Boston Ivy Sweater, in Interweave Crochet Winter 2016

black and white drawing of young man in sweater with hat on.

Original idea for Boston Ivy.

I’ve been checking Ravelry and Interweave’s Crochet website for the last two weeks, waiting for the most recent issue of Interweave Crochet to come out.  And now, I’m pleased to announce that Interweave Crochet Winter 2016 is on the shelves (or will be in the next few days), and available to purchase.  In this issue is my design, Boston Ivy.  Boston Ivy is a design that’s near and dear to my heart, as it started out as a request for a sweater from my brother, Matthew.

Boston Ivy was originally pitched as an idea based off of my brother, Matthew, and his descriptors for a perfect sweater for him.

He wanted it to be warm.  Not necessarily sweater warm, but more like rugged sweater/jacket to wear outside.  Decoration and cables should be kept to a minimum.  It had to had to have a collar that would go around his neck, and it had to be something he could move and be active in.

At the same time I’d been playing around with a crochet or knitting technique involving using long strips of fabric.  I’d braid the fabric, and then pick up stitches on either side of the braid, making it look like a particularly interesting cable. Boston_Ivy_Sweater_medium While I’d seen the technique done, a little, in crochet lacework, I’d never seen it done on larger pieces.  I also hadn’t seen it done all that much.

I thought this was a great pity that I needed to remedy.

I began pitching the idea to a variety of magazines, with little interest.  Until Interweave Crochet.

Boston Ivy is a sweater for men and women.  It’s sturdy and comfortable, with drop shoulders and a distinctive braided pattern down sleeves and front.

Worked in single crochet thru the back loop, it creates a ribbing that’s warm and stretchy.

And I love it.


Adventures in Colorado: Filming with Interweave

Today I’m in Fort Collins, CO, and the looming sight of the Rockies dominates the skyline every-time I go outside.  The air is dryer than I’m used to, and I’m sucking back more water than I expected, and I actually used moisturizer on my face and hands – something I nearly never do.

Some of you may be wondering why I’m hanging at the base of the Rockies instead of tucked away in my home in Ashland, and you’d be right in wondering why I’m here – it has been a while since I wrote.  These two days, today and tomorrow, are the culmination of a crazy two three four months of work – 15 patterns designed and a full roster of teaching in the Spring Fiber Festival circuit.  That’s all capped off this week, where I’m filming four different classes for Interweave’s Online store.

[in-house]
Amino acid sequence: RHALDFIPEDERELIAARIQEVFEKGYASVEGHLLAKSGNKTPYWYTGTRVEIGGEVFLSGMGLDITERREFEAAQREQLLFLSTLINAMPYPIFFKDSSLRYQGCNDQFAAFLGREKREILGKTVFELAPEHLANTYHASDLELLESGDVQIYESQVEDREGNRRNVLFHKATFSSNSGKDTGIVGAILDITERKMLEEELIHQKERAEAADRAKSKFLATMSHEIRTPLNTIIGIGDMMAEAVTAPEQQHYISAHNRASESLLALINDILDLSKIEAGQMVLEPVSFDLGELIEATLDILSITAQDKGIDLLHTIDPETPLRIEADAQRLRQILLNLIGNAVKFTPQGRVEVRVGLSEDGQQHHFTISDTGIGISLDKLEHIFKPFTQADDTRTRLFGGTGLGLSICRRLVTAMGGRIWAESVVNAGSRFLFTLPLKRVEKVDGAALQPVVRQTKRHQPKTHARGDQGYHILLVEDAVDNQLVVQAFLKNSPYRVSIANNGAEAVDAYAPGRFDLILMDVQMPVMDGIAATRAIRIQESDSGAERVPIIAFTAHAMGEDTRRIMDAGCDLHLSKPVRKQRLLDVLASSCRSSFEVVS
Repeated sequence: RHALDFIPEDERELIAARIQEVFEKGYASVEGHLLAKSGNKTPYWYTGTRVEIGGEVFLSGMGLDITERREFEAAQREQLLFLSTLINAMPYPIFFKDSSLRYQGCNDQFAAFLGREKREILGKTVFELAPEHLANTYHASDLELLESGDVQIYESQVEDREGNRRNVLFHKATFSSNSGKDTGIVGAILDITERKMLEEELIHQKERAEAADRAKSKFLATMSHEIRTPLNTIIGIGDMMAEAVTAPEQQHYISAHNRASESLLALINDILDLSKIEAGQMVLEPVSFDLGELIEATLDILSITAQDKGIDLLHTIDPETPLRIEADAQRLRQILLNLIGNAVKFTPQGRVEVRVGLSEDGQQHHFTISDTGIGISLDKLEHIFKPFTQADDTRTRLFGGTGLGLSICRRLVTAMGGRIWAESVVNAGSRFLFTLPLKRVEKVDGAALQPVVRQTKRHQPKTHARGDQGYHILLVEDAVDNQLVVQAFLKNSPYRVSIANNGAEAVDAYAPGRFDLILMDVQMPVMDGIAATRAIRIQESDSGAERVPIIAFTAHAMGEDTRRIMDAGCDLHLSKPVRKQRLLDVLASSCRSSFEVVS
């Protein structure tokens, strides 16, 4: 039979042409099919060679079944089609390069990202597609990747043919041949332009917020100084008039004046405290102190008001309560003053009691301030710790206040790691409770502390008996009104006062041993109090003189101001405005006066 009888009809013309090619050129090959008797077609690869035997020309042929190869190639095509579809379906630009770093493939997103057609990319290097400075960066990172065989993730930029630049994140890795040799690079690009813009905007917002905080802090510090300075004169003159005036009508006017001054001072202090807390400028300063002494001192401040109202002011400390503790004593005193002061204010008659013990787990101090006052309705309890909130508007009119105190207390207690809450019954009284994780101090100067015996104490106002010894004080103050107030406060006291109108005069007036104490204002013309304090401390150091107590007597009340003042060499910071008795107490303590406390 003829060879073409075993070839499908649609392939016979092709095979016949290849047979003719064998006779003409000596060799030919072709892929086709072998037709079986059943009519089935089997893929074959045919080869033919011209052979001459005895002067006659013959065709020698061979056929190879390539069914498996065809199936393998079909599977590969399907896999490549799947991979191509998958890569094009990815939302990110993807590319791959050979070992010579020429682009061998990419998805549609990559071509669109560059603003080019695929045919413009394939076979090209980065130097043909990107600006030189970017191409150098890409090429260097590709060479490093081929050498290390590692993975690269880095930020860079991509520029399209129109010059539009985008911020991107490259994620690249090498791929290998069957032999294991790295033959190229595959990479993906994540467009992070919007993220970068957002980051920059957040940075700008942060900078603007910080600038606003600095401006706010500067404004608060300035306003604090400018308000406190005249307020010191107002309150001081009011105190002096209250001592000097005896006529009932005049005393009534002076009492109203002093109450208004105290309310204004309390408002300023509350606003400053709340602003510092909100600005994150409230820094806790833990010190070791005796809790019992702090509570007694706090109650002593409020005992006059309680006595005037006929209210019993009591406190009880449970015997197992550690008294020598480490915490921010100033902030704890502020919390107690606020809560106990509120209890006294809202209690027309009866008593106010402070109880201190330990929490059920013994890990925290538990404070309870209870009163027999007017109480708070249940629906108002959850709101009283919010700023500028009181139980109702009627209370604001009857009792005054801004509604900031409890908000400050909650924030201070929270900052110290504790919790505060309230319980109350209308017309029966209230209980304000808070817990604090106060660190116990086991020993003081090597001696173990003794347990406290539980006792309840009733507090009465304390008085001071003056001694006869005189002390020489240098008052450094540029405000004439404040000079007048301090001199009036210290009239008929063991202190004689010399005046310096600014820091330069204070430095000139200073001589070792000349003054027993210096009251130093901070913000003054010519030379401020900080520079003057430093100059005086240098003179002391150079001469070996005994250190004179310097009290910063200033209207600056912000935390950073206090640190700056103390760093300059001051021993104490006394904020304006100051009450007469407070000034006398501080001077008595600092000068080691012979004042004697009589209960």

Some of the classes I’m teaching are based around patterns you may be familiar with –  Stained Glass Rug, or Barberpole Cowl.  Some of the classes are based around projects that are due to come out this Fall.  They’re all about crochet.  All of them are on techniques I’m super passionate about: padded crochet, stranded crochet, crochet through the back loop, crochet short rows, and broomstick crochet.  Interweave’s crew has been awesome, and working with them has been such fun.  I’ve always loved the people who are drawn to “backstage” work, and the group at Interweave are great at putting people at ease and making the whole process fun.

Which isn’t to say I got back to my room and promptly zoned out for an hour.  Teaching in front of a camera is hard.  When you teach to a classroom at a fiber festival or shop, there’s an energy and flow that feeds back upon you.  When you get a great class, it’s energizing to teach them.

There’s none of that in film, but you still have to put out the same amount of energy.

Tomorrow we have two more classes to film, and I can’t be more excited!  I promise I’ll update you with more, but drop me a note – it’s been awhile since I’ve heard from people, and I’d love to hear your questions or have you tell me what’s going on!

Two Designs Today: Rosemary & Bay and Barber Pole Cowl

I’m busy preparing to take off for a weekend in DC, to visit family, friends, and teach a little, but I had a quick note I wanted to drop.  I’ve got 2 (count that – two!) designs out today, and I wanted to share them with you.

The first, Barber Pole Cowl, is out with Interweave Crochet’s Winter 2015 issue.  It’s just in the nick of time, being that cowl weather is descending quite quickly.  I love this cowl for a bunch of reasons: it’s stretchy fabric, it’s double-warm fabric from carrying the yarn stranded, and the opportunity for holiday colors.  I’m thinking of doing a crochet-a-long!  Let me know if you’re interested!

The second pattern out today follows my Shakespeare Naming Trend for my self-published designs (because, like I mentioned, I’m a geek).  Rosemary & Bay is a sweet and versatile child dress sized up to 2 yrs old.  It’s a simple and approachable pattern, and completely workable in a quick amount of time – like before Christmas!

I love the little details that make this dress: the slightly ruffled hem, the ribbon around the waist, the buttons by My Garage Art that close the back (or the front: the dress is completely reversible)!  I’ll leave you with a picture:

Plaited Hat in Interweave Crochet Accessories

by Jennifer Raymond

Published in: Interweave Crochet, Accessories 2014
Craft: Crochet
Category: Hat → Beanie, Toque
Published: October 2013
Yarns suggested: South West Trading Company Therapi
Yarn weight: Worsted / 10 ply (9 wpi) Information on yarn weights
Gauge: 15 stitches and 8.5 rows = 4 inches in dc
Hook size: 4.0 mm (G)
Yardage: 440 yards (402 m)
Sizes available: Finished Size 14 (16, 18, 19, 20, 21, 22, 23, 24)” head circumference to fit child’s XS (S, M, L, XL), adult
(S, M, L, XL). Sample shown in 22″. Hat is meant to be worn with 1–2″ negative ease.